The 17-minute programme purports to show 46-year-old Ahmadreza Djalali admitting he spied on Iran’s nuclear programme for Israel.
Mr Djalali, an emergency medicine specialist, was sentenced to death on the charges in October.
In October, a court in Iran sentenced Mr Djalali to death for spying – a charge that he and his wife previously consistently denied.
Five days ago, human rights group Amnesty International said the Iranian Supreme Court had upheld the sentence “through a secret and hasty process and without allowing any defence submission”, despite repeated enquiries by his lawyers.
It said Mr Djalali had said in a letter from jail that he was being held in reprisal for refusing to use his connections in Europe to spy for Iran.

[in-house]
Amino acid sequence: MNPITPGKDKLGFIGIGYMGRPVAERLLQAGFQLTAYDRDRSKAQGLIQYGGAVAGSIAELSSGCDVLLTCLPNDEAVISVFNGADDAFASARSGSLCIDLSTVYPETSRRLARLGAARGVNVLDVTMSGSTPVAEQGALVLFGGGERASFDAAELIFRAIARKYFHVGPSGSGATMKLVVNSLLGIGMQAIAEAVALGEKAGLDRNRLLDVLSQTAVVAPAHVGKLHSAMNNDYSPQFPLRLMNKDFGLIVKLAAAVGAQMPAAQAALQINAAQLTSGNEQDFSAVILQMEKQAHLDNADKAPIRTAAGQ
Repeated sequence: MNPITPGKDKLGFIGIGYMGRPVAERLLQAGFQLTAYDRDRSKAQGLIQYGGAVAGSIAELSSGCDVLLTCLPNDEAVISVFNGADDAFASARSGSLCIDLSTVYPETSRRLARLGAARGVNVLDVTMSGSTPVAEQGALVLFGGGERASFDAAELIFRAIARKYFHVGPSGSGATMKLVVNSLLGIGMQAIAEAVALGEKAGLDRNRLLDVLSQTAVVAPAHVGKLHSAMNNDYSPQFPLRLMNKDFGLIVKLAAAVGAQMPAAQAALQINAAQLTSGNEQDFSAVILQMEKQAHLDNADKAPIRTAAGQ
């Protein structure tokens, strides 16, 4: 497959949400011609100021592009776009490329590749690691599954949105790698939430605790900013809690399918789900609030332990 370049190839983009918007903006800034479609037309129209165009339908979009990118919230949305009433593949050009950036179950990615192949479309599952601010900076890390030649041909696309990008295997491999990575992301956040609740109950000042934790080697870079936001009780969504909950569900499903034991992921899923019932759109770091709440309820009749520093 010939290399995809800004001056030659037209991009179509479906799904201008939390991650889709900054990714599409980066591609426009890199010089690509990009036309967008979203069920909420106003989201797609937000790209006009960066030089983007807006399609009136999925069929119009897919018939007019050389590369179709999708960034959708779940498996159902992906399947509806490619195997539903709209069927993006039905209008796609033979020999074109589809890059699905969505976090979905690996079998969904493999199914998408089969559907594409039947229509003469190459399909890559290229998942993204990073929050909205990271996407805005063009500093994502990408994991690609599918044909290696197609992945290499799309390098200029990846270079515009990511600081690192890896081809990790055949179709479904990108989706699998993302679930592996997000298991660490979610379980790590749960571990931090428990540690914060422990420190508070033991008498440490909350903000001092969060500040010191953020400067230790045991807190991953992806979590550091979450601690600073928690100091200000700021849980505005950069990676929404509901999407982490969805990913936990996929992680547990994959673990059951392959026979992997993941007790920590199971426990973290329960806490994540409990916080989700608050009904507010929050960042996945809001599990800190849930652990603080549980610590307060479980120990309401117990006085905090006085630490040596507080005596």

He was arrested in April 2016 while on a business trip to Iran. Amnesty says he was held without access to a lawyer for seven months, three of which were in solitary confinement.
While in solitary confinement, Mr Djalali has previously said, he was twice forced to make confessions in front of a video camera by reading out statements written by his interrogators.
He says he was put under intense pressure, through psychological torture and threats to execute him and arrest his children, to “confess” to being a spy for a “hostile government”. But he said such claims were fabricated.
Iran is known to have broadcast forced confessions in the past.
Source » bbc